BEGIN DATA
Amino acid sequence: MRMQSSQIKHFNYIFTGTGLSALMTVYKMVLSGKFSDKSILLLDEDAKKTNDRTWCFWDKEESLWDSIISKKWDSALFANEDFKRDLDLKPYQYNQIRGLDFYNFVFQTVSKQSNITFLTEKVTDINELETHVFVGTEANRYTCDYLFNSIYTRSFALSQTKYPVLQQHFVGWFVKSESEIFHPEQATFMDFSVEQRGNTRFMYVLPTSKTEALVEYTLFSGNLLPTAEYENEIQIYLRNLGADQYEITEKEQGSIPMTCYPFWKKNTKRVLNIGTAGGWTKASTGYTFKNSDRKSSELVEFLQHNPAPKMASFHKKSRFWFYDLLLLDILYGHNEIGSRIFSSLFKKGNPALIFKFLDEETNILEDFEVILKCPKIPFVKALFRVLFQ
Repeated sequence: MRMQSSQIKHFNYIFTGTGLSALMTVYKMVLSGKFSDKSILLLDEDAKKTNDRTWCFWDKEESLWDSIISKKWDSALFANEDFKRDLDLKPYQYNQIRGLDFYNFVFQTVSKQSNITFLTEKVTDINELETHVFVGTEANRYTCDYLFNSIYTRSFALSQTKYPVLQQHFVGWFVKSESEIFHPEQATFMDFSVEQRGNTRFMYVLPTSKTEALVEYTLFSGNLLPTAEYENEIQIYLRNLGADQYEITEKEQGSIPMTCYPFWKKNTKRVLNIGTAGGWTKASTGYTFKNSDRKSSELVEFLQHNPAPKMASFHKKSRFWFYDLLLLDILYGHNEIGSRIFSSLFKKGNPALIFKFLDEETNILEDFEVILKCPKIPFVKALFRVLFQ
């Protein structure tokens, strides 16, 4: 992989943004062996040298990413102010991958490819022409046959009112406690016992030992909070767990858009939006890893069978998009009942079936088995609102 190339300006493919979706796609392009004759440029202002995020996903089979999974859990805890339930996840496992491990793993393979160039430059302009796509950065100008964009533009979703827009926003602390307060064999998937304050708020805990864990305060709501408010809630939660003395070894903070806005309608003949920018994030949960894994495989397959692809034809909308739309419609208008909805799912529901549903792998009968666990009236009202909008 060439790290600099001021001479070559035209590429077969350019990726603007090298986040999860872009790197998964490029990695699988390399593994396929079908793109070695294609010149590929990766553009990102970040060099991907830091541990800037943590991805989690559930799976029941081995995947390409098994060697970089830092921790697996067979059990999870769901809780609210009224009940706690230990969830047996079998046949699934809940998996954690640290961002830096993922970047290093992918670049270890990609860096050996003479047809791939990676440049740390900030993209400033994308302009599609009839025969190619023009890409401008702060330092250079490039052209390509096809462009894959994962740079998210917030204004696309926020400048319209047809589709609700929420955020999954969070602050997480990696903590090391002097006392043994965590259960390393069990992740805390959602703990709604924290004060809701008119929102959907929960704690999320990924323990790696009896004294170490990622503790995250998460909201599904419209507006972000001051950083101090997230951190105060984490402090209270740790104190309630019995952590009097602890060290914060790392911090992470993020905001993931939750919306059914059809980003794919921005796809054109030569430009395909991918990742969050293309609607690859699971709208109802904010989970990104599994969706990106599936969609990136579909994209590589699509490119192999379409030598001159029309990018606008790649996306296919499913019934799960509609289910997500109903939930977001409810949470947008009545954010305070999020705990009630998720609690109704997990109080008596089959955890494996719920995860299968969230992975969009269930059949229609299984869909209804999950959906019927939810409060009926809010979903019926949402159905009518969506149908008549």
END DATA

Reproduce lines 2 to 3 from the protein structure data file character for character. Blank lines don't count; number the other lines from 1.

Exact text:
Repeated sequence: MRMQSSQIKHFNYIFTGTGLSALMTVYKMVLSGKFSDKSILLLDEDAKKTNDRTWCFWDKEESLWDSIISKKWDSALFANEDFKRDLDLKPYQYNQIRGLDFYNFVFQTVSKQSNITFLTEKVTDINELETHVFVGTEANRYTCDYLFNSIYTRSFALSQTKYPVLQQHFVGWFVKSESEIFHPEQATFMDFSVEQRGNTRFMYVLPTSKTEALVEYTLFSGNLLPTAEYENEIQIYLRNLGADQYEITEKEQGSIPMTCYPFWKKNTKRVLNIGTAGGWTKASTGYTFKNSDRKSSELVEFLQHNPAPKMASFHKKSRFWFYDLLLLDILYGHNEIGSRIFSSLFKKGNPALIFKFLDEETNILEDFEVILKCPKIPFVKALFRVLFQ
């Protein structure tokens, strides 16, 4: 992989943004062996040298990413102010991958490819022409046959009112406690016992030992909070767990858009939006890893069978998009009942079936088995609102 190339300006493919979706796609392009004759440029202002995020996903089979999974859990805890339930996840496992491990793993393979160039430059302009796509950065100008964009533009979703827009926003602390307060064999998937304050708020805990864990305060709501408010809630939660003395070894903070806005309608003949920018994030949960894994495989397959692809034809909308739309419609208008909805799912529901549903792998009968666990009236009202909008 060439790290600099001021001479070559035209590429077969350019990726603007090298986040999860872009790197998964490029990695699988390399593994396929079908793109070695294609010149590929990766553009990102970040060099991907830091541990800037943590991805989690559930799976029941081995995947390409098994060697970089830092921790697996067979059990999870769901809780609210009224009940706690230990969830047996079998046949699934809940998996954690640290961002830096993922970047290093992918670049270890990609860096050996003479047809791939990676440049740390900030993209400033994308302009599609009839025969190619023009890409401008702060330092250079490039052209390509096809462009894959994962740079998210917030204004696309926020400048319209047809589709609700929420955020999954969070602050997480990696903590090391002097006392043994965590259960390393069990992740805390959602703990709604924290004060809701008119929102959907929960704690999320990924323990790696009896004294170490990622503790995250998460909201599904419209507006972000001051950083101090997230951190105060984490402090209270740790104190309630019995952590009097602890060290914060790392911090992470993020905001993931939750919306059914059809980003794919921005796809054109030569430009395909991918990742969050293309609607690859699971709208109802904010989970990104599994969706990106599936969609990136579909994209590589699509490119192999379409030598001159029309990018606008790649996306296919499913019934799960509609289910997500109903939930977001409810949470947008009545954010305070999020705990009630998720609690109704997990109080008596089959955890494996719920995860299968969230992975969009269930059949229609299984869909209804999950959906019927939810409060009926809010979903019926949402159905009518969506149908008549």